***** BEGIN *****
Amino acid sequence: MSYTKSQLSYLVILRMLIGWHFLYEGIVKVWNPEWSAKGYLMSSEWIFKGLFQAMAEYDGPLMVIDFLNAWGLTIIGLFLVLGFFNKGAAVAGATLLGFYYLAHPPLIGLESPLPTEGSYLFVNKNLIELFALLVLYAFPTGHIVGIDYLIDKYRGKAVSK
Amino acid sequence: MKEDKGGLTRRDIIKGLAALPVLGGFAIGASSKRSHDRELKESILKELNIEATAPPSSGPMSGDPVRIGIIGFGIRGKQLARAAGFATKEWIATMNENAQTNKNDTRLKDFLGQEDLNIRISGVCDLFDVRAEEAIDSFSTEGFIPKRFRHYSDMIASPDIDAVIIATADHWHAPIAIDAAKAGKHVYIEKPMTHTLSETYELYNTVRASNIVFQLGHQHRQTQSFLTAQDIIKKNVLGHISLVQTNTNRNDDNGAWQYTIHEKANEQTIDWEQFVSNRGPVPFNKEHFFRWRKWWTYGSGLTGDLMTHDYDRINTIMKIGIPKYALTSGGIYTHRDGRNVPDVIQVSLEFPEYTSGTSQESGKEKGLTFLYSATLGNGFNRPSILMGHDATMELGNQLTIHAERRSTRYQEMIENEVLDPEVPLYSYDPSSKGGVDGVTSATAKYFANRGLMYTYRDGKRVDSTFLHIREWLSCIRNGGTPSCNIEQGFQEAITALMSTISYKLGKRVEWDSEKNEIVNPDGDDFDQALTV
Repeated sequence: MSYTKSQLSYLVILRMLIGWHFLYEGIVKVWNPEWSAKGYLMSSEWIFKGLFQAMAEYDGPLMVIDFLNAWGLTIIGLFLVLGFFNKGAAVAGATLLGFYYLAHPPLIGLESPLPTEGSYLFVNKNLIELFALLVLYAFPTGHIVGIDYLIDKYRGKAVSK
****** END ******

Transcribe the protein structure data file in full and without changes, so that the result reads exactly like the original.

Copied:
Amino acid sequence: MSYTKSQLSYLVILRMLIGWHFLYEGIVKVWNPEWSAKGYLMSSEWIFKGLFQAMAEYDGPLMVIDFLNAWGLTIIGLFLVLGFFNKGAAVAGATLLGFYYLAHPPLIGLESPLPTEGSYLFVNKNLIELFALLVLYAFPTGHIVGIDYLIDKYRGKAVSK
Amino acid sequence: MKEDKGGLTRRDIIKGLAALPVLGGFAIGASSKRSHDRELKESILKELNIEATAPPSSGPMSGDPVRIGIIGFGIRGKQLARAAGFATKEWIATMNENAQTNKNDTRLKDFLGQEDLNIRISGVCDLFDVRAEEAIDSFSTEGFIPKRFRHYSDMIASPDIDAVIIATADHWHAPIAIDAAKAGKHVYIEKPMTHTLSETYELYNTVRASNIVFQLGHQHRQTQSFLTAQDIIKKNVLGHISLVQTNTNRNDDNGAWQYTIHEKANEQTIDWEQFVSNRGPVPFNKEHFFRWRKWWTYGSGLTGDLMTHDYDRINTIMKIGIPKYALTSGGIYTHRDGRNVPDVIQVSLEFPEYTSGTSQESGKEKGLTFLYSATLGNGFNRPSILMGHDATMELGNQLTIHAERRSTRYQEMIENEVLDPEVPLYSYDPSSKGGVDGVTSATAKYFANRGLMYTYRDGKRVDSTFLHIREWLSCIRNGGTPSCNIEQGFQEAITALMSTISYKLGKRVEWDSEKNEIVNPDGDDFDQALTV
Repeated sequence: MSYTKSQLSYLVILRMLIGWHFLYEGIVKVWNPEWSAKGYLMSSEWIFKGLFQAMAEYDGPLMVIDFLNAWGLTIIGLFLVLGFFNKGAAVAGATLLGFYYLAHPPLIGLESPLPTEGSYLFVNKNLIELFALLVLYAFPTGHIVGIDYLIDKYRGKAVSK